Luckily, the PT craze spawned a wide range of wheel and tire choices, and Mothers chose Foose Design "Monterey" 18-inch diameter hoops up front with matching 20-inchers out back. Shod with Toyo Proxes T1-S tires, they add to the pleasure of driving this particular example. Lowering is accomplished through use of adjustable Air Ride Technologies air struts and QA1 shocks. The Ride Pro four-way system boasts independent bag control, and pressures are monitored and adjusted through a custom switch panel and digital gauges mounted in the center console.
While the vehicle is not officially "smog legal," it's really close. It would probably pass the tailpipe sniffer test, but since the mods have not been approved by the clueless powers-that-be in California, it's technically still an outlaw.
Regardless, the Mothers crew is mighty proud of their project, and they should be. They coordinated with some of the best in the business to develop a solid, reliable, effective little hot rod PT that really performs.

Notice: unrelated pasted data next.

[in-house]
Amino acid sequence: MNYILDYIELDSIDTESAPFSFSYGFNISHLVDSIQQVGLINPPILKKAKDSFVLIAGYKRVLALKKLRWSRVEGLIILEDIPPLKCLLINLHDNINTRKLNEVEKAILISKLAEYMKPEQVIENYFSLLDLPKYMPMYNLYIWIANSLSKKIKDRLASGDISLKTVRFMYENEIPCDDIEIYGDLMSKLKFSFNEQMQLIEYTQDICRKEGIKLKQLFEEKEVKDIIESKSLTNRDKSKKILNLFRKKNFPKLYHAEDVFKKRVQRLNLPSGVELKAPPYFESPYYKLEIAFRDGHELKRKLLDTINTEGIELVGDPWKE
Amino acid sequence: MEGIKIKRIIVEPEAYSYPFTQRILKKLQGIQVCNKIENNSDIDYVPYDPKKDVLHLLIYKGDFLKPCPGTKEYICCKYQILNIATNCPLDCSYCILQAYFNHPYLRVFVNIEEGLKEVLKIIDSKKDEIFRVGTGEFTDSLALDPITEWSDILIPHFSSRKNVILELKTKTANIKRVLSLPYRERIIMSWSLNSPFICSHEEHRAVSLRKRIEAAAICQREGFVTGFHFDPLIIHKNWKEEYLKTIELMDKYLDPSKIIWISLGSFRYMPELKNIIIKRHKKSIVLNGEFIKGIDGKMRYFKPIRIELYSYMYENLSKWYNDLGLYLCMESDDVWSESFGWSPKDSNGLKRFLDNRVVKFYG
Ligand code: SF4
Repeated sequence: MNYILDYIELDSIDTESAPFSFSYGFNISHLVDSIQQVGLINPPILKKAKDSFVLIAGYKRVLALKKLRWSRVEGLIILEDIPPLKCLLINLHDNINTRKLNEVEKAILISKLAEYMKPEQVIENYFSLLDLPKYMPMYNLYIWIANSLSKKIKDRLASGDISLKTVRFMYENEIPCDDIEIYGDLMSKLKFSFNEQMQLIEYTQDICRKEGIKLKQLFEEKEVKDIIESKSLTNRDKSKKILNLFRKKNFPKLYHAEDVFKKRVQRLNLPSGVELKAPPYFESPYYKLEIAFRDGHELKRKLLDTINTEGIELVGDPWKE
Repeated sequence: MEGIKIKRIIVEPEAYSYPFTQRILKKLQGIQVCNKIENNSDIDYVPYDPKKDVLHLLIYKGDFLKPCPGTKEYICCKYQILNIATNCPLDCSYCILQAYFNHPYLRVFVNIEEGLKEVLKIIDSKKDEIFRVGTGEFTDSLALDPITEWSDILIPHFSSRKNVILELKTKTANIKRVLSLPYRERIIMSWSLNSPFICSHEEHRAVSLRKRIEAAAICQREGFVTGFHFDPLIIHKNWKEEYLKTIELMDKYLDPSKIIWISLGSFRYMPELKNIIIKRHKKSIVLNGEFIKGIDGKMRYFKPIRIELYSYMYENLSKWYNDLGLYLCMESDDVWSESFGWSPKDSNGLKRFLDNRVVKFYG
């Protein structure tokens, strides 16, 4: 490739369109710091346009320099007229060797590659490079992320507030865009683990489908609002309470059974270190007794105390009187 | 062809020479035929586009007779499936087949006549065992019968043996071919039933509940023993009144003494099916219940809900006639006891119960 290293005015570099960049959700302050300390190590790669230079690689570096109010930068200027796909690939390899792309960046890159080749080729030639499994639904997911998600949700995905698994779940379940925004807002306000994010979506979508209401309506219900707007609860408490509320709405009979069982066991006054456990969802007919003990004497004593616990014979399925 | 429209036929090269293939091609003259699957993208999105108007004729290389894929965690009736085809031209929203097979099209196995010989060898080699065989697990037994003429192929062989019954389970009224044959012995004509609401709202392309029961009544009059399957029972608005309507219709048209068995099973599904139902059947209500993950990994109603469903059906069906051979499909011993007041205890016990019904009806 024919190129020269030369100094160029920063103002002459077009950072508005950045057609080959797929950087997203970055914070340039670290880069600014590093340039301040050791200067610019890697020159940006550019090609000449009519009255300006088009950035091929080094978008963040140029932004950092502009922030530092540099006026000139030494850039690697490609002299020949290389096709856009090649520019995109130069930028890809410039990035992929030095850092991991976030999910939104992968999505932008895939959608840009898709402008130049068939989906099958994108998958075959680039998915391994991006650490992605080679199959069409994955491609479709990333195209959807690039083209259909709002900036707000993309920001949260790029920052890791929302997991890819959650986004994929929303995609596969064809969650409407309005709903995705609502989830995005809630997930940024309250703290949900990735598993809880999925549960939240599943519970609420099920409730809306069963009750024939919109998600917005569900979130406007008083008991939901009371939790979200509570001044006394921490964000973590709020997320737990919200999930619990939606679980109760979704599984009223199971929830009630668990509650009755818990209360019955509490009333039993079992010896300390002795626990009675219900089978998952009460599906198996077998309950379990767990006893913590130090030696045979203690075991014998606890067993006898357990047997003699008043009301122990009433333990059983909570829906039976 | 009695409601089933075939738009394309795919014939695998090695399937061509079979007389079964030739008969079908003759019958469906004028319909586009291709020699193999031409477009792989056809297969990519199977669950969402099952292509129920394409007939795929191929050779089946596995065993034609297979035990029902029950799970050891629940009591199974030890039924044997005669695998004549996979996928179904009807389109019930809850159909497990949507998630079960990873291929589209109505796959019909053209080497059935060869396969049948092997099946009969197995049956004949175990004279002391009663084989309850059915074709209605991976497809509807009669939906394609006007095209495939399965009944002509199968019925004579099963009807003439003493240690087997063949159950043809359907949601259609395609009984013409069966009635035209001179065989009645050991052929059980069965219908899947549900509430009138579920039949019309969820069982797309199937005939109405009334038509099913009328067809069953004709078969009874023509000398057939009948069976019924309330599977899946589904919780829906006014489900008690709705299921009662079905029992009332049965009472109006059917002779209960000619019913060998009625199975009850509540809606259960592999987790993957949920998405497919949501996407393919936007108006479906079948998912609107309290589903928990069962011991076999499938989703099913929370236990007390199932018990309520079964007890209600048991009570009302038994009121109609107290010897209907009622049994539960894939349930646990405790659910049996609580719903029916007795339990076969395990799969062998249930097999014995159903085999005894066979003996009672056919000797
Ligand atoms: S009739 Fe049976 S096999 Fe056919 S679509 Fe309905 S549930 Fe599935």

Where most PT enthusiasts are satisfied with "appearance-only" mods, the real hot rodders at Mothers knew more could be done without radically altering the vehicle, and this is the finest example of a street-worthy, damn-near-legal PT we've seen yet. It may not have needed the killer flame job to prove it was hot, but we're glad it got the two extra cylinders to back up the searing looks of the licks!
The factory retro look is what sold many on the PT, but these aftermarket goodies from P-T
The Metalcrafters sedan delivery conversion is about as easy as it gets, since they did th
Metalcrafters is horribly overqualified to do these mods. We snapped a quick photo of what
Metalcrafters did the engine swap, too. Creating space for the crate V-6 to live where the
After creating a sketchpad design, artist Mike Lavallee began his trademark flaming style.
A minimal amount of layout is required, as Mike does all of the actual flame painting in f